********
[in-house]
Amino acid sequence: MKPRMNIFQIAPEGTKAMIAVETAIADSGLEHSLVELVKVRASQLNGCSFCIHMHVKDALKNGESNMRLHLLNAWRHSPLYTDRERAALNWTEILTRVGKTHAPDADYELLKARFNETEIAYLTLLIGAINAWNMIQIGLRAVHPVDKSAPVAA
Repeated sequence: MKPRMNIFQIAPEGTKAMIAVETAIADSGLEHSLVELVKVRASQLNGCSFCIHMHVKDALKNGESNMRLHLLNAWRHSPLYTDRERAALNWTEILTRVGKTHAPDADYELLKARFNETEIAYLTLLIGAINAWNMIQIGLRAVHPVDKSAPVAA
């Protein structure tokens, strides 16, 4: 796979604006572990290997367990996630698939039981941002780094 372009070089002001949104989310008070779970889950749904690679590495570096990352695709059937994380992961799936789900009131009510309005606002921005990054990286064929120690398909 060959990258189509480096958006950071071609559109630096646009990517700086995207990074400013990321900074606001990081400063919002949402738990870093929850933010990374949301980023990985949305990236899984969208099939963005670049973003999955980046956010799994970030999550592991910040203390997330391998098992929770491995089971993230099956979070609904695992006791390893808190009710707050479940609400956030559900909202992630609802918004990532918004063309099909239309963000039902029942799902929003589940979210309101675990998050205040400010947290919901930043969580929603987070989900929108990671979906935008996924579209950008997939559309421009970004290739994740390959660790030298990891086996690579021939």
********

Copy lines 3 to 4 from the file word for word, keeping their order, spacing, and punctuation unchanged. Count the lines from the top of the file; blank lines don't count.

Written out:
Repeated sequence: MKPRMNIFQIAPEGTKAMIAVETAIADSGLEHSLVELVKVRASQLNGCSFCIHMHVKDALKNGESNMRLHLLNAWRHSPLYTDRERAALNWTEILTRVGKTHAPDADYELLKARFNETEIAYLTLLIGAINAWNMIQIGLRAVHPVDKSAPVAA
């Protein structure tokens, strides 16, 4: 796979604006572990290997367990996630698939039981941002780094 372009070089002001949104989310008070779970889950749904690679590495570096990352695709059937994380992961799936789900009131009510309005606002921005990054990286064929120690398909 060959990258189509480096958006950071071609559109630096646009990517700086995207990074400013990321900074606001990081400063919002949402738990870093929850933010990374949301980023990985949305990236899984969208099939963005670049973003999955980046956010799994970030999550592991910040203390997330391998098992929770491995089971993230099956979070609904695992006791390893808190009710707050479940609400956030559900909202992630609802918004990532918004063309099909239309963000039902029942799902929003589940979210309101675990998050205040400010947290919901930043969580929603987070989900929108990671979906935008996924579209950008997939559309421009970004290739994740390959660790030298990891086996690579021939």